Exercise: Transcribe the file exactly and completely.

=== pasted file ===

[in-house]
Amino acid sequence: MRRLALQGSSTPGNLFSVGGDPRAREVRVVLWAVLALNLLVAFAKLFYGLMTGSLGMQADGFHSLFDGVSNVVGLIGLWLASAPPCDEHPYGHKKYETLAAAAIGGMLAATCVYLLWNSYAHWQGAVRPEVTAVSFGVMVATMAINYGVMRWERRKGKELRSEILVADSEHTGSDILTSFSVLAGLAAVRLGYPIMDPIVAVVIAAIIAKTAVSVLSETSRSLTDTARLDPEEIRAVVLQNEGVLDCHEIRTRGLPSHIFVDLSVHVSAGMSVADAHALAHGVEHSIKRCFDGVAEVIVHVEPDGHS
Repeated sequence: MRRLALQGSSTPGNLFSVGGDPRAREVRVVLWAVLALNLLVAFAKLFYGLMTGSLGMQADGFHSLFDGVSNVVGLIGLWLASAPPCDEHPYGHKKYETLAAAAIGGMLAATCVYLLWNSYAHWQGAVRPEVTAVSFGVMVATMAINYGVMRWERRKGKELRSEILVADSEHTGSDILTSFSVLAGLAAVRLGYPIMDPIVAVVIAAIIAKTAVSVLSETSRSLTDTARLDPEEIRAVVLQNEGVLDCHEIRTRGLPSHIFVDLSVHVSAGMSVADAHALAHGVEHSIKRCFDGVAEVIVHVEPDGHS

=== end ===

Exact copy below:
[in-house]
Amino acid sequence: MRRLALQGSSTPGNLFSVGGDPRAREVRVVLWAVLALNLLVAFAKLFYGLMTGSLGMQADGFHSLFDGVSNVVGLIGLWLASAPPCDEHPYGHKKYETLAAAAIGGMLAATCVYLLWNSYAHWQGAVRPEVTAVSFGVMVATMAINYGVMRWERRKGKELRSEILVADSEHTGSDILTSFSVLAGLAAVRLGYPIMDPIVAVVIAAIIAKTAVSVLSETSRSLTDTARLDPEEIRAVVLQNEGVLDCHEIRTRGLPSHIFVDLSVHVSAGMSVADAHALAHGVEHSIKRCFDGVAEVIVHVEPDGHS
Repeated sequence: MRRLALQGSSTPGNLFSVGGDPRAREVRVVLWAVLALNLLVAFAKLFYGLMTGSLGMQADGFHSLFDGVSNVVGLIGLWLASAPPCDEHPYGHKKYETLAAAAIGGMLAATCVYLLWNSYAHWQGAVRPEVTAVSFGVMVATMAINYGVMRWERRKGKELRSEILVADSEHTGSDILTSFSVLAGLAAVRLGYPIMDPIVAVVIAAIIAKTAVSVLSETSRSLTDTARLDPEEIRAVVLQNEGVLDCHEIRTRGLPSHIFVDLSVHVSAGMSVADAHALAHGVEHSIKRCFDGVAEVIVHVEPDGHS